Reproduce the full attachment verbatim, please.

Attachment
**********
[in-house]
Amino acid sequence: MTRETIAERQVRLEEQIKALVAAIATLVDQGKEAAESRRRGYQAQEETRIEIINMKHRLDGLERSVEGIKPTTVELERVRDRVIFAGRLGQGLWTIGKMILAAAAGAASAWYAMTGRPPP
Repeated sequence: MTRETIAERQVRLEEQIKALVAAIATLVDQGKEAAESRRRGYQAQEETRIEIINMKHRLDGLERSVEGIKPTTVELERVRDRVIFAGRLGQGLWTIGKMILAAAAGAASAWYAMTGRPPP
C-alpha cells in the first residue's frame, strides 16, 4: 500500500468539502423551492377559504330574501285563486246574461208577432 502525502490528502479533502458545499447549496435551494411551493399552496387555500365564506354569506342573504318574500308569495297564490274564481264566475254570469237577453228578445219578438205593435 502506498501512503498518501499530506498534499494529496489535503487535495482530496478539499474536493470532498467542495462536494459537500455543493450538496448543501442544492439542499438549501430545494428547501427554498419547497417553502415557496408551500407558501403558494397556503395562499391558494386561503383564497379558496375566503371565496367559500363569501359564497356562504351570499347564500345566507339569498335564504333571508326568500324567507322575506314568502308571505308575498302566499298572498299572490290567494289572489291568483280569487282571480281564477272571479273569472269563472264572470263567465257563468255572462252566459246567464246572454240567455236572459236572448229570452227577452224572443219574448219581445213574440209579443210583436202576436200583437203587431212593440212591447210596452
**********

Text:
[in-house]
Amino acid sequence: MTRETIAERQVRLEEQIKALVAAIATLVDQGKEAAESRRRGYQAQEETRIEIINMKHRLDGLERSVEGIKPTTVELERVRDRVIFAGRLGQGLWTIGKMILAAAAGAASAWYAMTGRPPP
Repeated sequence: MTRETIAERQVRLEEQIKALVAAIATLVDQGKEAAESRRRGYQAQEETRIEIINMKHRLDGLERSVEGIKPTTVELERVRDRVIFAGRLGQGLWTIGKMILAAAAGAASAWYAMTGRPPP
C-alpha cells in the first residue's frame, strides 16, 4: 500500500468539502423551492377559504330574501285563486246574461208577432 502525502490528502479533502458545499447549496435551494411551493399552496387555500365564506354569506342573504318574500308569495297564490274564481264566475254570469237577453228578445219578438205593435 502506498501512503498518501499530506498534499494529496489535503487535495482530496478539499474536493470532498467542495462536494459537500455543493450538496448543501442544492439542499438549501430545494428547501427554498419547497417553502415557496408551500407558501403558494397556503395562499391558494386561503383564497379558496375566503371565496367559500363569501359564497356562504351570499347564500345566507339569498335564504333571508326568500324567507322575506314568502308571505308575498302566499298572498299572490290567494289572489291568483280569487282571480281564477272571479273569472269563472264572470263567465257563468255572462252566459246567464246572454240567455236572459236572448229570452227577452224572443219574448219581445213574440209579443210583436202576436200583437203587431212593440212591447210596452